The discussion that followed focused on what would be possible if we could see each other through the eyes of connection regardless of our culture, beliefs, or social status. What if we focused more on what joins us than what separates us? The question that remained, and does till this day is this: How do you develop a way of seeing that is steeped in connection, when mostly what we see are our flaws and differences? And how would we treat each other if we could practice it, even in the most difficult circumstances.
Consideration of others comes when you include them, and what I mean by including them is what you think about them, what you say, and how you act towards them. The first step is to notice when you see someone as an “other”, through the eyes of separation.
The belief in separation is easy to observe on the job, in families, and relationships. It exists wherever a “them versus me” or “you’re either with me or against me” mentality overrides meaningful, considerate dialogue. The reality is that we aren’t going to always agree, and may have strong, opposing ideas. So could we agree to disagree for now, and keep discussions alive until we can find mutually beneficial solutions? Of course this would require listening to each other, which I find is essential to the practice of connection.
I love this story from the comedian, Steve Martin. “There’s a new technique that eases marital strain and opens wide the doors of understanding between the sexes. This new technique is called listening. It will be interesting to see whether this new technique will disappear and be replaced by older and more traditional techniques such as leaving the room.”
If you leave the room, whether physically or mentally, you lose any opportunity to set aside your differences and engage in a meaningful and spirited dialogue. Listening from connection requires that you suspend your reaction. Unchecked, reactive thinking leads to anger, impatience, and frustration.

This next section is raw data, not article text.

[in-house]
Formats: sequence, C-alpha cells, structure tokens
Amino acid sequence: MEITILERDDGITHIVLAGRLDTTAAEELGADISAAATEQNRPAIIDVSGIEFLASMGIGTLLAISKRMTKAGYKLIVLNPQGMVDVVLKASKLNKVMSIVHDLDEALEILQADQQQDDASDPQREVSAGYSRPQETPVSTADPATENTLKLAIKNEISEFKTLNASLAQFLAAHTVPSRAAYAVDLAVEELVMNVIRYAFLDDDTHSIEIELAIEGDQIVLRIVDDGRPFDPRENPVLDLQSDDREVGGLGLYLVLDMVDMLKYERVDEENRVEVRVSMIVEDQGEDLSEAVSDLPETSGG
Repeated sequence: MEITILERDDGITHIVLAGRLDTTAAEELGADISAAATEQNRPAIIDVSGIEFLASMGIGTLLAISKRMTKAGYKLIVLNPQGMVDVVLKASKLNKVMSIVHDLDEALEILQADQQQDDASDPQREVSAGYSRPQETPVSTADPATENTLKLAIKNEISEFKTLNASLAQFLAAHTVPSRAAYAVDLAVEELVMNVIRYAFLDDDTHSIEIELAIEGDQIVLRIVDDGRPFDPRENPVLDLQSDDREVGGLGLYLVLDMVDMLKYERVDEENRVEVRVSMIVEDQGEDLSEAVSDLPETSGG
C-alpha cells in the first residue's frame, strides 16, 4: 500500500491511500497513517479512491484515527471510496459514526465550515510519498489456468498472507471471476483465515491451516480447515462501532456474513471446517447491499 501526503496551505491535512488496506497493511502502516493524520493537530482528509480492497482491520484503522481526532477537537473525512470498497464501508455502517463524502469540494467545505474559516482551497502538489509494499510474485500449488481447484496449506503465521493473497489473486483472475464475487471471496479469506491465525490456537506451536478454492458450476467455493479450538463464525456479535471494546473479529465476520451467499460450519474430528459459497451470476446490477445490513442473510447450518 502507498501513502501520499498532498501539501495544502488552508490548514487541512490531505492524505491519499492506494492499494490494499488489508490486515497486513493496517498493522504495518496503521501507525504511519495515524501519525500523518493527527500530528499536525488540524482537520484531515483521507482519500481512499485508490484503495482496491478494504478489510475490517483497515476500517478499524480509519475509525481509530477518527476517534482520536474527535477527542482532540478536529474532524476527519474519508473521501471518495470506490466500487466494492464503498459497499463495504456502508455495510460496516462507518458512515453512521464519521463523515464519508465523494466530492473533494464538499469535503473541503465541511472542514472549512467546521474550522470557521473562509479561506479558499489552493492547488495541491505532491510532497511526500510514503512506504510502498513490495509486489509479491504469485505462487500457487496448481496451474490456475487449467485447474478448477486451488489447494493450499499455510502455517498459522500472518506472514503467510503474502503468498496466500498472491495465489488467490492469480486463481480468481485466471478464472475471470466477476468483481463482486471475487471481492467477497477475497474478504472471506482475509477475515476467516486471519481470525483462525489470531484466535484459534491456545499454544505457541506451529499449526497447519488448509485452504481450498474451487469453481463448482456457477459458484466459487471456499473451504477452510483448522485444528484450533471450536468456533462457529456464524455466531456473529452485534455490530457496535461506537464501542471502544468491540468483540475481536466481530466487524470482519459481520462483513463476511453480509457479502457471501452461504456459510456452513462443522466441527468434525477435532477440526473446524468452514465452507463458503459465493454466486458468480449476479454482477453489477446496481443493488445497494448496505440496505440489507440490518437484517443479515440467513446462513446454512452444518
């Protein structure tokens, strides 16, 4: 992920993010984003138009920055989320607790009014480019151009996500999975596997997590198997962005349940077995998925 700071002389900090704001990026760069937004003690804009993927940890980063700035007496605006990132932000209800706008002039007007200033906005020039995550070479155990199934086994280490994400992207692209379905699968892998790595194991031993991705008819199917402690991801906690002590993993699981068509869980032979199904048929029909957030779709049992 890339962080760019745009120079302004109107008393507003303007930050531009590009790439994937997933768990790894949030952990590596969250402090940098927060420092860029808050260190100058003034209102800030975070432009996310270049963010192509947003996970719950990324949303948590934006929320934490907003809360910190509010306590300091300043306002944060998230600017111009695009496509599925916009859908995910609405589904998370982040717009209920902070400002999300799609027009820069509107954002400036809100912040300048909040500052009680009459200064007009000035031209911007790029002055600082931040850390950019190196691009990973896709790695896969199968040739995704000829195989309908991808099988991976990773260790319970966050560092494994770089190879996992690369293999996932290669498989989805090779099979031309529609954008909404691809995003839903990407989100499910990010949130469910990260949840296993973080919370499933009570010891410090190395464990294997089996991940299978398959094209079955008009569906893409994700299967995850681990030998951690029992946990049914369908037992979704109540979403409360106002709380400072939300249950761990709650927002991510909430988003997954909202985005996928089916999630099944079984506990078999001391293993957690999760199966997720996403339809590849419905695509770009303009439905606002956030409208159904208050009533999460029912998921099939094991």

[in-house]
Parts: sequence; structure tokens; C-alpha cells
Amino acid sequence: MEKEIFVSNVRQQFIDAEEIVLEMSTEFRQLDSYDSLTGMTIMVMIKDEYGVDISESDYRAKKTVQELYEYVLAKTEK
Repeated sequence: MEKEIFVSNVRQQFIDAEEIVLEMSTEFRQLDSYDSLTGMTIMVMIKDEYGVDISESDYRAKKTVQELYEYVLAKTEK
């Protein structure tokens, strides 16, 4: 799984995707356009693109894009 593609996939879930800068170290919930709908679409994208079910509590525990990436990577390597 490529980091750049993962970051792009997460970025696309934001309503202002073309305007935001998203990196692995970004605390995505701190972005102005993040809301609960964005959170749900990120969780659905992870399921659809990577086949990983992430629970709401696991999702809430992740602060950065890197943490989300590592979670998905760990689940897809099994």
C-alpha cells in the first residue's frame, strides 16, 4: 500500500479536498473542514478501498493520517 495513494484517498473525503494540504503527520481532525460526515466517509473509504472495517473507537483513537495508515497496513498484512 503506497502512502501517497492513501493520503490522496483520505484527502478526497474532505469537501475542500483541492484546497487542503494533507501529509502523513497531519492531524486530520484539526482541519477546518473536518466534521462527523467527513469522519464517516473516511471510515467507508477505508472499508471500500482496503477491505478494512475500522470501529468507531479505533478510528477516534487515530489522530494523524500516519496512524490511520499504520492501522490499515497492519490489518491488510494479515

Connected listening develops your capacity to consider what’s being said and look for the value in it. An example of this was made clear to me years ago when my friend Wayne would hold meetings as the training director of a major aerospace company. Sometimes people would speak that I thought were weak in their presentation so I dismissed what they said. I respected Wayne both his experience and his insights. So when he responded to someone I thought was weak, I was interested in what he said. And you know what it was? He said, “That has merit.” I’ll never forget it. He actively looked for the merit in what that person said. You don’t make someone stronger by calling him or her weak. You don’t make people truthful by calling them liars. You don’t add to any dialogue by being so attached to your point of view that you react, and refuse to listen to a different idea. Instead you can listen to others in the same way you want them to listen to you.
I make it a practice to listen to others with interest, and I witness the positive impact it has on my relationships. It builds mutual respect. When you include the other you listen without judgment, and think before you speak. And in your hesitation to react, you’re present to be with what’s being said. This way of being develops strong connections that welcome true inquiry and new discoveries. You’ll also find it’s disarming to both you and the speaker, and creates the opening for authentic dialogue.
Use the following practices to think and speak from connection, and open up the discovery channel in you, especially during challenging conversations.
1. Imagine that each person you work with or live with is another expression of the infinite. When you do, a connection will slowly expand and filter into your relationship. Hold this practice in mind when you see them and you’ll discover that they are more then your view of them. This is where authentic, meaningful conversations begin.
2. Begin each conversation with an intention to listen fully. Look for common ground. Ask questions. Listen for understanding instead of agreement. Listen for interests and mutual benefit. Practice finding the merit in someone else’s view. Be willing to stay in the conversation long enough for the connection to become stronger and more visible.
We may have to turn to physics to confirm that we are inextricably entangled with each other. But I think we only have to turn inside to know that we are interdependent, and through this practice of connection we deepen the wisdom of doing to others, as you would have them do unto you.
My love goes with you as you work with this uplifting moment.